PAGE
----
Eyeless In Gaza
Drumming the Beating Heart & Pale Hands I Loved So Well Cd
(Cd MRED 127, March 4 1996, Cd)

Review 1

by Gil Gershman (Muze)

Martyn Bates and Peter Becker had been recording together for two years when Pale Hands I Loved so Well and Drumming the Beating Heart, respectively the 3rd and 4th Eyeless in Gaza albums, were released. Cherry Red’s reissue compiles the records in reverse-chronological order. A puzzling decision, perhaps, but one that does little to detract from the enduring magic of these two albums. The rare Pale Hands is especially wondrous, witnessing the maturation of EIG’s gift for evocative improvisational impressionism.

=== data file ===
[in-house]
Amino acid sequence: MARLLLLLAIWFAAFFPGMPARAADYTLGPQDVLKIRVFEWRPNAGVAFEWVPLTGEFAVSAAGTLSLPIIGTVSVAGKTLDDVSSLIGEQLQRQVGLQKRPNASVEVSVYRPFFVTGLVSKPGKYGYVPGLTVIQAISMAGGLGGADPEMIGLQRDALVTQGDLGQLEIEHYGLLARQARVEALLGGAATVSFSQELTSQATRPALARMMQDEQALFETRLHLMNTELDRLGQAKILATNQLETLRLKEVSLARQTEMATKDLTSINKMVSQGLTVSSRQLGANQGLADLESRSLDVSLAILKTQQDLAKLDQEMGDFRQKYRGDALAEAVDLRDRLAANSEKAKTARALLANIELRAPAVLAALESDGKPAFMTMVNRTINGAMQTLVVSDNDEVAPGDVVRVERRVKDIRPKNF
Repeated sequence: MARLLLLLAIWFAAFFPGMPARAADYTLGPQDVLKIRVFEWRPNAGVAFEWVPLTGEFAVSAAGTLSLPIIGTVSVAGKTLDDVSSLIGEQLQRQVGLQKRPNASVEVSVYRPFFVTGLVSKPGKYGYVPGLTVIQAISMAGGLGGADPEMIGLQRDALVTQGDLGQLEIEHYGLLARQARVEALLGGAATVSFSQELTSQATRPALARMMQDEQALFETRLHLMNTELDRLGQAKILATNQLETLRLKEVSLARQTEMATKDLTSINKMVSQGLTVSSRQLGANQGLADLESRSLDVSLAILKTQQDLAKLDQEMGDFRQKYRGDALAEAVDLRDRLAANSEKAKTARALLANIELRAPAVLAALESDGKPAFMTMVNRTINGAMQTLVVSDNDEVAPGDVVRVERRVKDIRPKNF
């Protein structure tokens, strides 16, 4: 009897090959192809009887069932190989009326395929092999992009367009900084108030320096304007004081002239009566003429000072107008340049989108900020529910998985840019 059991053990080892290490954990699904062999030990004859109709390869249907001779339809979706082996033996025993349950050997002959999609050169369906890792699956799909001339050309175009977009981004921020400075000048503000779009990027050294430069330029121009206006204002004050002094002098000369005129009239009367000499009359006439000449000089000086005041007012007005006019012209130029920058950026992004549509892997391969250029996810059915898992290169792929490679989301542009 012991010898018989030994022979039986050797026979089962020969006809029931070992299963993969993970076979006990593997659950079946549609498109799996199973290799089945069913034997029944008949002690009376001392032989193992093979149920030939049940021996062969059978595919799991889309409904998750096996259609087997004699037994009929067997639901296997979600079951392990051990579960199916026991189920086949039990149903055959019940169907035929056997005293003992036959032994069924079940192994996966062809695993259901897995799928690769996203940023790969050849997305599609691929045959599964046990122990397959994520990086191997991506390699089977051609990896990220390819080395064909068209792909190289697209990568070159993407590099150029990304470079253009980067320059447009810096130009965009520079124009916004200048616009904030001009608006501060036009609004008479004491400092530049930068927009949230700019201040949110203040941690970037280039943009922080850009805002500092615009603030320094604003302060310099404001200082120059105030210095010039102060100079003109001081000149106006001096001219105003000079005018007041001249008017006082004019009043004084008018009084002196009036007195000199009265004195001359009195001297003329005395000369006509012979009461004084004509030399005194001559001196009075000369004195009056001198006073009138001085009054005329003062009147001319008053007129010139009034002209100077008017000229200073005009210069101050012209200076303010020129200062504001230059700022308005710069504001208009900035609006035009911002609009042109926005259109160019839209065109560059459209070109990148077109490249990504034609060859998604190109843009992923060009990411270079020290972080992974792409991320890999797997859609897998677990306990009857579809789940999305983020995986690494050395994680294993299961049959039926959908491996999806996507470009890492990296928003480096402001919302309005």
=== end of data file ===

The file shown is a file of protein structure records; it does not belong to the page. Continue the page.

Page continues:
Drumming opens with Transcience Blues, a definitive EIG track that summons April showers with throbbing bass, parched organ, and Bates’ impassioned vocals. The organ defines the album, as Bates’ singing complements the instrument’s alternately sinuous (Ill Wind Blows), sweet (One By One), and simmering (Picture the Day) tone. Improvised settings invest the music with a refreshing openness, as though such songs as Veil Like Calm and Lights of April were sprung straight from the heart – not from the studio. Drumming’s lovely second half looks back at the gorgeous sketch-work of Pale Hands. The latter’s scattered strokes of piano, guitar, organ, vocal sighs and chants, bells, sax, glockenspiel, and rough percussion achieve music of rare beauty, imagistic power, and genuine consequence. A masterpiece.